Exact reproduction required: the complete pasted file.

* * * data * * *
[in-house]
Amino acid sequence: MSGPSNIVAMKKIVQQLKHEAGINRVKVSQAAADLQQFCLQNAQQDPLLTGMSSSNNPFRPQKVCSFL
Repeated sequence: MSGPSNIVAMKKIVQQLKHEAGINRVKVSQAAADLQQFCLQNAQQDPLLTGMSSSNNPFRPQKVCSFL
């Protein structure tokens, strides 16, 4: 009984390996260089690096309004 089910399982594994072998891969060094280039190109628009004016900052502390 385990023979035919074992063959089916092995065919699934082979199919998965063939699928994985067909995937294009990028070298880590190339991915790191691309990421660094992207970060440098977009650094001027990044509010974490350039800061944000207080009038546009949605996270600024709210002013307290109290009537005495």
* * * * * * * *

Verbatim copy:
[in-house]
Amino acid sequence: MSGPSNIVAMKKIVQQLKHEAGINRVKVSQAAADLQQFCLQNAQQDPLLTGMSSSNNPFRPQKVCSFL
Repeated sequence: MSGPSNIVAMKKIVQQLKHEAGINRVKVSQAAADLQQFCLQNAQQDPLLTGMSSSNNPFRPQKVCSFL
């Protein structure tokens, strides 16, 4: 009984390996260089690096309004 089910399982594994072998891969060094280039190109628009004016900052502390 385990023979035919074992063959089916092995065919699934082979199919998965063939699928994985067909995937294009990028070298880590190339991915790191691309990421660094992207970060440098977009650094001027990044509010974490350039800061944000207080009038546009949605996270600024709210002013307290109290009537005495």